Alexis Avlamis
A History of emotionsCosmic UnityEncaustics
In search of a UtopiaWaxworks2010-2013Rising citiesPhantasmagoria SeriesUtopian CommunityMosaics
Paintings 2004

Through improvisation, intuition and by tapping into a stream of consciousness, I construct "landscapes of the mind" aiming at a Cosmic Unity, where everything, existent and fabricated, is connected.

The series "Cosmic Unity" came from an intrinsic need to unite the complexities of the world and the intricate forces that shape it. The interrelation of world myths (outer space, digital age, architecture, Eastern and Western civilizations, aerial views, geometry, flora and fauna, patterns, repetition, obsession, symbols, numbers and texts), they all feed my process.

The use of black color as a background, emerged from a fascination for Kandisky's early works painted on a dark canvas, who was influenced by Bavaria's local folk art. I sought to create a sense of drama, helping bright colors to stand out as seen in folk art and embroideries. Black is nothingness without possibility, an eternal silence without hope, and corresponds with death. For my practice, the presence of black carries a significant message: it is evocative of the cosmos as well as the darkness at the end of life. Going against it though, hope rises from within the canvas, as bright light, as instant flashes reminiscent of a fabricated universe in constant motion and change. Imaginary map-like places, where the viewers can project their own free associations of ideas and experiences, welcoming them to explore, recognize, connect and elaborate on the puzzling pieces of the whole.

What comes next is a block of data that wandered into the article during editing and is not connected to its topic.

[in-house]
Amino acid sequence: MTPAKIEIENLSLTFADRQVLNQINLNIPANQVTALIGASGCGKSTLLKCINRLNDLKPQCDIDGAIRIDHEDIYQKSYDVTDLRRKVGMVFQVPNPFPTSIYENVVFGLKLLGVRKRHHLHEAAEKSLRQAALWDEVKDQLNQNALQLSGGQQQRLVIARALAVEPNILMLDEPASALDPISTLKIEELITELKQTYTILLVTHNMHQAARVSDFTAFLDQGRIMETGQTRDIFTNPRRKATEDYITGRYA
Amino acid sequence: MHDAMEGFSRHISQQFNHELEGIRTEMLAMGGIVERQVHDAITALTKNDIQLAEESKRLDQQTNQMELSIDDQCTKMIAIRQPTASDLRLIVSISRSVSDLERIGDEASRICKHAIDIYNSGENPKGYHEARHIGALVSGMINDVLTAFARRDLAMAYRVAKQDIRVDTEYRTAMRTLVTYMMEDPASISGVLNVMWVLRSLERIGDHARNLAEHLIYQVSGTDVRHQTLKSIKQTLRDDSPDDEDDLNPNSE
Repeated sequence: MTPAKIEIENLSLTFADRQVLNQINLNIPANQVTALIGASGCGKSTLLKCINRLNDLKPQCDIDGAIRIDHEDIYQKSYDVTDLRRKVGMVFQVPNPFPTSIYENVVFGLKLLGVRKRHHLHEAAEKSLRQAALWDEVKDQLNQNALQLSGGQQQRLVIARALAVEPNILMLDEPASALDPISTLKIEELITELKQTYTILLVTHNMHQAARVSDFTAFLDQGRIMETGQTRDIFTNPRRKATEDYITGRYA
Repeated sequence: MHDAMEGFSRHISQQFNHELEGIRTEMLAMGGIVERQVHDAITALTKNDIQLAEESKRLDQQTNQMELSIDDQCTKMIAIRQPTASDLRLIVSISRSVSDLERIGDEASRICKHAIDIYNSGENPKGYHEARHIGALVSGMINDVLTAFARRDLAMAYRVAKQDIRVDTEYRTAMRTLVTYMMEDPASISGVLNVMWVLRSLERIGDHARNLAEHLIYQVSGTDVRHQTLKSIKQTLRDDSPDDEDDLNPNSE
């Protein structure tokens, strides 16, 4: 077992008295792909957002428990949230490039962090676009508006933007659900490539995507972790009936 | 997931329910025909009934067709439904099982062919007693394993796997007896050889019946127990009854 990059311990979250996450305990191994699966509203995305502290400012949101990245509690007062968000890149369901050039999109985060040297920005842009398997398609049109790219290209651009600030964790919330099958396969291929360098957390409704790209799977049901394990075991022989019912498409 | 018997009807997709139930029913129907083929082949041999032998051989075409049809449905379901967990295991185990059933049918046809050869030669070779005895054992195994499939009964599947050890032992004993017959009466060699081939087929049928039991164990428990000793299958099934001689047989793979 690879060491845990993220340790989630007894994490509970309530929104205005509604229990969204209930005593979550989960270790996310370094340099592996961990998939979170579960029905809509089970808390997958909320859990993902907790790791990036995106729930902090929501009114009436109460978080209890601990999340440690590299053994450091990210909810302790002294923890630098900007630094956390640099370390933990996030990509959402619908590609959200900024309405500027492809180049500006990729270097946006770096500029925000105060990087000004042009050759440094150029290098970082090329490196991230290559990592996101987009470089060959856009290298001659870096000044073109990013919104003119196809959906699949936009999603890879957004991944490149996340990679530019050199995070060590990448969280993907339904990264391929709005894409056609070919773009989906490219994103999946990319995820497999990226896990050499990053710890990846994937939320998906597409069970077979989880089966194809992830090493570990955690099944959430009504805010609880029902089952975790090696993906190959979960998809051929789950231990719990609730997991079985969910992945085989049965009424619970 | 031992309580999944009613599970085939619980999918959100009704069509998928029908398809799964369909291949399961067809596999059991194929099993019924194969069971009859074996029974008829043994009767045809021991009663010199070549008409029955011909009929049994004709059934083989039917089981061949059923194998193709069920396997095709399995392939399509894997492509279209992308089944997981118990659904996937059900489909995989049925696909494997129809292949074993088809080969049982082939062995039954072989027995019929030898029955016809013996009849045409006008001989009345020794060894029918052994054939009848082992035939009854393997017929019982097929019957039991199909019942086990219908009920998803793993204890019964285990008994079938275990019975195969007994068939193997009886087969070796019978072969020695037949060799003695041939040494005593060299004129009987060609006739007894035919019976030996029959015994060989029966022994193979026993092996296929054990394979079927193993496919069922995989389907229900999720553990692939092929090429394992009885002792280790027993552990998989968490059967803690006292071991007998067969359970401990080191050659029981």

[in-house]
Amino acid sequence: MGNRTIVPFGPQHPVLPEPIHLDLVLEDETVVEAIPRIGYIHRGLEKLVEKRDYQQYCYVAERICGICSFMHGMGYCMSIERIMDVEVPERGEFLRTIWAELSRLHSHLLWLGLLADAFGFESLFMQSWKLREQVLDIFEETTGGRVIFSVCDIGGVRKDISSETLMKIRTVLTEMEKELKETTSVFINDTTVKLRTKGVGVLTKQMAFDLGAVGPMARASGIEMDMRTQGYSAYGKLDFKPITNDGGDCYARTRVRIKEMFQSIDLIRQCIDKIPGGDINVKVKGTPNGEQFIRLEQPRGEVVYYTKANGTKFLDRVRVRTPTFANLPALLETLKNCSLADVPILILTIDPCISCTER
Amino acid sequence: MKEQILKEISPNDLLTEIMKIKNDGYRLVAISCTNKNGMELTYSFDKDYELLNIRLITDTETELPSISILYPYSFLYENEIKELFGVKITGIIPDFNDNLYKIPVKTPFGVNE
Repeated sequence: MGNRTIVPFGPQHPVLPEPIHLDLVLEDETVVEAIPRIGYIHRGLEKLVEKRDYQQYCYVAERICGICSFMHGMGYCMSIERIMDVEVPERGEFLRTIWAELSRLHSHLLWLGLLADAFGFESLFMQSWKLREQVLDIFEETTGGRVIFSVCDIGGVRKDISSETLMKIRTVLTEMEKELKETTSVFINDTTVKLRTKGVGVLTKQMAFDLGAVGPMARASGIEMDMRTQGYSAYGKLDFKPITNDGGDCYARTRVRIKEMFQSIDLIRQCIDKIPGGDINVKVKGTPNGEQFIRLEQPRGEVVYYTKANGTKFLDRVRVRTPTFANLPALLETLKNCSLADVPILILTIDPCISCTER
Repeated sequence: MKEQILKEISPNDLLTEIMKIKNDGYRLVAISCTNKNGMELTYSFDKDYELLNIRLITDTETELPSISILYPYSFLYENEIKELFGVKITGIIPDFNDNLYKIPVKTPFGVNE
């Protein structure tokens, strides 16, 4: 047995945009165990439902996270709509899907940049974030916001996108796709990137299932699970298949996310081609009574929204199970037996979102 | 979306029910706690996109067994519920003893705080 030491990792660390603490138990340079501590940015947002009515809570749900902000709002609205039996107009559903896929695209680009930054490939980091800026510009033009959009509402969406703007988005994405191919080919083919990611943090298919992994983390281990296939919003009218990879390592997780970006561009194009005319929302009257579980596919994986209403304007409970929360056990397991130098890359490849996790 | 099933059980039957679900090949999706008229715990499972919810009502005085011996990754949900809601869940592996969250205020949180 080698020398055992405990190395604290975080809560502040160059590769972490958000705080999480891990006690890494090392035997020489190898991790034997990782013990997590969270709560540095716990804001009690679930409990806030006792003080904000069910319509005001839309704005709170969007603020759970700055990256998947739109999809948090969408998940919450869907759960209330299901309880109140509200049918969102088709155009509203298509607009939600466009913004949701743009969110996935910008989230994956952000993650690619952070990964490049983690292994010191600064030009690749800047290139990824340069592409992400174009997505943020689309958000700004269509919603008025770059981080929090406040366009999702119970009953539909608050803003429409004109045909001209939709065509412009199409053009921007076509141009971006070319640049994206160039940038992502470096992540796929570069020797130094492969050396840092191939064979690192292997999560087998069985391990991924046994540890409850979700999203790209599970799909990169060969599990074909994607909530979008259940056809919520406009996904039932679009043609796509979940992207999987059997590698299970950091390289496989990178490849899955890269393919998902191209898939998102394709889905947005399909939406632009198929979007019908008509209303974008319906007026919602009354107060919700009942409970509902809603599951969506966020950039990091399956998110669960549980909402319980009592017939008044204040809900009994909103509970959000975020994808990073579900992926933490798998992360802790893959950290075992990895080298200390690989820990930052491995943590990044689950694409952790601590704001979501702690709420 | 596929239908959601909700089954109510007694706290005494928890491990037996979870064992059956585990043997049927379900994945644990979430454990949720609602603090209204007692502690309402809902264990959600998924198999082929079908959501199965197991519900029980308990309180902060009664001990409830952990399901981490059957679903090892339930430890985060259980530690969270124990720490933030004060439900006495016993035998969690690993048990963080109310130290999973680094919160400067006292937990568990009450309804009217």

My drive is to create symbiotic relationships between the various elements that appear on the canvas and impart a state of a Jungian wholeness: A state in which consciousness and the unconscious mind, work together in harmony. When all of the elements of a piece combine to make a balanced, harmonious, complete whole.

The result is suggestive: a cluster of various microcosms inviting the viewer to explore both the parts of the whole, as well as the sum of the parts.